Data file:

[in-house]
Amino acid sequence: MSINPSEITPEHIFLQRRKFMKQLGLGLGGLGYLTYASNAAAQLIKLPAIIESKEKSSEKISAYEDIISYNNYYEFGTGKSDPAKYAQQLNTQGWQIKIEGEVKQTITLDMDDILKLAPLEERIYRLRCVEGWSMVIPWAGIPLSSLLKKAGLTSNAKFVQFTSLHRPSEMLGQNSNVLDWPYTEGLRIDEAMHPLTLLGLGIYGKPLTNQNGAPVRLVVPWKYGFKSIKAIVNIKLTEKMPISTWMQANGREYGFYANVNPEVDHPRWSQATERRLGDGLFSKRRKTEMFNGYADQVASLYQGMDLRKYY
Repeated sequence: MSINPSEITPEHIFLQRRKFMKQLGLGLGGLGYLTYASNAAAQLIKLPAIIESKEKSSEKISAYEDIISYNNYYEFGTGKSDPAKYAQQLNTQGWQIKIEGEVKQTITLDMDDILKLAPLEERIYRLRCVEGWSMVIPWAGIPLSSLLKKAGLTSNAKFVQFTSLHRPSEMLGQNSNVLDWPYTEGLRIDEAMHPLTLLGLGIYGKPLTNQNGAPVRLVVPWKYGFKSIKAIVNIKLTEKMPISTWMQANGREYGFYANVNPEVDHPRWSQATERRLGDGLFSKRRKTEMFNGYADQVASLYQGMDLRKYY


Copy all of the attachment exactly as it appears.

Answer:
[in-house]
Amino acid sequence: MSINPSEITPEHIFLQRRKFMKQLGLGLGGLGYLTYASNAAAQLIKLPAIIESKEKSSEKISAYEDIISYNNYYEFGTGKSDPAKYAQQLNTQGWQIKIEGEVKQTITLDMDDILKLAPLEERIYRLRCVEGWSMVIPWAGIPLSSLLKKAGLTSNAKFVQFTSLHRPSEMLGQNSNVLDWPYTEGLRIDEAMHPLTLLGLGIYGKPLTNQNGAPVRLVVPWKYGFKSIKAIVNIKLTEKMPISTWMQANGREYGFYANVNPEVDHPRWSQATERRLGDGLFSKRRKTEMFNGYADQVASLYQGMDLRKYY
Repeated sequence: MSINPSEITPEHIFLQRRKFMKQLGLGLGGLGYLTYASNAAAQLIKLPAIIESKEKSSEKISAYEDIISYNNYYEFGTGKSDPAKYAQQLNTQGWQIKIEGEVKQTITLDMDDILKLAPLEERIYRLRCVEGWSMVIPWAGIPLSSLLKKAGLTSNAKFVQFTSLHRPSEMLGQNSNVLDWPYTEGLRIDEAMHPLTLLGLGIYGKPLTNQNGAPVRLVVPWKYGFKSIKAIVNIKLTEKMPISTWMQANGREYGFYANVNPEVDHPRWSQATERRLGDGLFSKRRKTEMFNGYADQVASLYQGMDLRKYY